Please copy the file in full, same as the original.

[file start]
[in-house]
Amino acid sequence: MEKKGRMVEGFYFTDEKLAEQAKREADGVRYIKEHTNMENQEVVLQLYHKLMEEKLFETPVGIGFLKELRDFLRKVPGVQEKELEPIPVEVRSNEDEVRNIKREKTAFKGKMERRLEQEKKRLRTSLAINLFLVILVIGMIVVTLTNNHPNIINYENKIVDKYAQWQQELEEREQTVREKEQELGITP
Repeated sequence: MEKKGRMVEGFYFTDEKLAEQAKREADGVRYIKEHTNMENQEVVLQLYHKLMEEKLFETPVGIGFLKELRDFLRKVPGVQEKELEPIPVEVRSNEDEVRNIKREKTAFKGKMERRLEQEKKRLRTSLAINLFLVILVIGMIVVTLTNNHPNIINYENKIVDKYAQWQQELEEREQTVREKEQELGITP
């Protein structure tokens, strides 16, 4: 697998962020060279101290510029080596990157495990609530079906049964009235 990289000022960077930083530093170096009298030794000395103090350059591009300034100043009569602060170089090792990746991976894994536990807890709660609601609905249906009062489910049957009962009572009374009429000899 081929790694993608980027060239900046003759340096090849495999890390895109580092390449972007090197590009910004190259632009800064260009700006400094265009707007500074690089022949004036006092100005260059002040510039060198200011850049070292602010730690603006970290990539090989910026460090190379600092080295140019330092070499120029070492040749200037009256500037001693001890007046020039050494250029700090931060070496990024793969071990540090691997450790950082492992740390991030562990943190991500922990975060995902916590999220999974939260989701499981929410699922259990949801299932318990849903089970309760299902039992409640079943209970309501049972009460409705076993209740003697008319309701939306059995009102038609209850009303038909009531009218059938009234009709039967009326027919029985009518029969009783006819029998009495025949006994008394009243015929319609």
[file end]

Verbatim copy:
[in-house]
Amino acid sequence: MEKKGRMVEGFYFTDEKLAEQAKREADGVRYIKEHTNMENQEVVLQLYHKLMEEKLFETPVGIGFLKELRDFLRKVPGVQEKELEPIPVEVRSNEDEVRNIKREKTAFKGKMERRLEQEKKRLRTSLAINLFLVILVIGMIVVTLTNNHPNIINYENKIVDKYAQWQQELEEREQTVREKEQELGITP
Repeated sequence: MEKKGRMVEGFYFTDEKLAEQAKREADGVRYIKEHTNMENQEVVLQLYHKLMEEKLFETPVGIGFLKELRDFLRKVPGVQEKELEPIPVEVRSNEDEVRNIKREKTAFKGKMERRLEQEKKRLRTSLAINLFLVILVIGMIVVTLTNNHPNIINYENKIVDKYAQWQQELEEREQTVREKEQELGITP
């Protein structure tokens, strides 16, 4: 697998962020060279101290510029080596990157495990609530079906049964009235 990289000022960077930083530093170096009298030794000395103090350059591009300034100043009569602060170089090792990746991976894994536990807890709660609601609905249906009062489910049957009962009572009374009429000899 081929790694993608980027060239900046003759340096090849495999890390895109580092390449972007090197590009910004190259632009800064260009700006400094265009707007500074690089022949004036006092100005260059002040510039060198200011850049070292602010730690603006970290990539090989910026460090190379600092080295140019330092070499120029070492040749200037009256500037001693001890007046020039050494250029700090931060070496990024793969071990540090691997450790950082492992740390991030562990943190991500922990975060995902916590999220999974939260989701499981929410699922259990949801299932318990849903089970309760299902039992409640079943209970309501049972009460409705076993209740003697008319309701939306059995009102038609209850009303038909009531009218059938009234009709039967009326027919029985009518029969009783006819029998009495025949006994008394009243015929319609």